Diary - With a skip in her step
I was sitting in Dun Whinny's coffee house enjoying my warm milk, honey and cinnamon drink after a day of hill-walking and structured gossiping. Jude, Liz, Avril and myself had been friends for ages and we were dissecting the latest bombshells from Paranoia Central.
Several councillors and senior school staff were still lost in the volcanic dust, making little or no attempt to return home to face the cuts, savings and further dismantling of a once-proud service - not to mention the ritual mating dance around Curriculum for Excellence.
The election result meant that we faced an uncertain political future in our wee country. As always, I remained politically antiseptic and kept my nose well out of the back-biting, points-scoring, trivia-obsessed political shenanigans.
Still no phone call from Mr Donaldson to join his teacher education review group. Should I email him my mobile number? Maybe not.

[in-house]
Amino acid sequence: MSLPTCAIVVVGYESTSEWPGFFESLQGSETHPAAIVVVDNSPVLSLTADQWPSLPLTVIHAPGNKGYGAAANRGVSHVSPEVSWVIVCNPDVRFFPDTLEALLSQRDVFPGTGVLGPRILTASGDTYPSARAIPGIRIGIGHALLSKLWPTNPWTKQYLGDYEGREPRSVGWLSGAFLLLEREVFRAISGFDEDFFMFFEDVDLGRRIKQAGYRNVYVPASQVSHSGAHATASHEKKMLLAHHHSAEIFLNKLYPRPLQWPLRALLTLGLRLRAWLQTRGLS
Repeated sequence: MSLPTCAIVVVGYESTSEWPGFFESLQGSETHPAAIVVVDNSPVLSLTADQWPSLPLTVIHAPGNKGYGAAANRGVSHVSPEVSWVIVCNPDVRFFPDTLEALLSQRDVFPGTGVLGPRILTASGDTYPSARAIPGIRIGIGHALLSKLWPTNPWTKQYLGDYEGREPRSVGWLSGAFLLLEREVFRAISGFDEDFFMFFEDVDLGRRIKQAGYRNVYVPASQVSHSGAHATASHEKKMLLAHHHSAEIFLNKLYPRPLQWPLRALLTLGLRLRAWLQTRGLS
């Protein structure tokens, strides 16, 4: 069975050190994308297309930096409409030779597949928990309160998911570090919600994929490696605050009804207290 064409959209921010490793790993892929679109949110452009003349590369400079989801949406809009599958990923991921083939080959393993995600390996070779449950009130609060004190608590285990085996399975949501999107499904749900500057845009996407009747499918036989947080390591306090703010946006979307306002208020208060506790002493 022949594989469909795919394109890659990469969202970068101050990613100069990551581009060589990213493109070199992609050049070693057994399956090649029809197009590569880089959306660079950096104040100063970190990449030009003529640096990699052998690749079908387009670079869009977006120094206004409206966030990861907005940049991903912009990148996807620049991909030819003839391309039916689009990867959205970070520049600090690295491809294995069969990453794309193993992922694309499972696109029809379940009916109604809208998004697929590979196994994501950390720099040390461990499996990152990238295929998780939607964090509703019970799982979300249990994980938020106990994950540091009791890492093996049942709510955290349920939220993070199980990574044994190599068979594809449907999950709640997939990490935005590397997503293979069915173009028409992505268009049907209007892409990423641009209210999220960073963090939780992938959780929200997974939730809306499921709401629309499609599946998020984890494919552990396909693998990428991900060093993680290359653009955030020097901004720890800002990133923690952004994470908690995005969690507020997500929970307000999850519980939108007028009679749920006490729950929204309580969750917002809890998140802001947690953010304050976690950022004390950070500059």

Not much in the way of correspondence and meetings, so I took myself off to meet some real people. The weather was just right for a wee trip to the coast and take in a few village school sports days.
First stop was Peacehaven. It was the nicest of the coasties and had once been home to a thriving herring fleet. The fishermen's' cottages had been taken over by a famous colony of artists many years ago and some were now internationally famous. The new heidie was determined to stamp her mark on the place after taking over from Jeanie, who had been an institution and now was in one.
She had gutted the place and had thrown out all the "clutter and rubbish" that Jeanie had gathered over her 35 years of headship. Wide Range reading books, Fletcher maths books, racist geography books, old, empty packets of Capstan full-strength and broken trundle wheels were piled high in the skips in the playground.
Little Miss Moffat was full of herself and really annoyed me by rubbishing everything Old Jeanie had done. The sports day, non-competitive of course, was pleasant enough. After far too many sausage rolls and cream cakes, I made my excuses and left.
As I crossed the playground, I noticed an old, dust-encrusted canvas sticking out of the biggest skip. The frame was broken. It was filthy. I took it out of the mess and blew away the cobwebs. The signature was just legible - Joan Eardley. She had lived next to the school and had given them one of her unwanted pictures. Nobody saw me. I looked up into the perfectly blue sky. I heard voices. I heard an angelic choir. What budget cuts?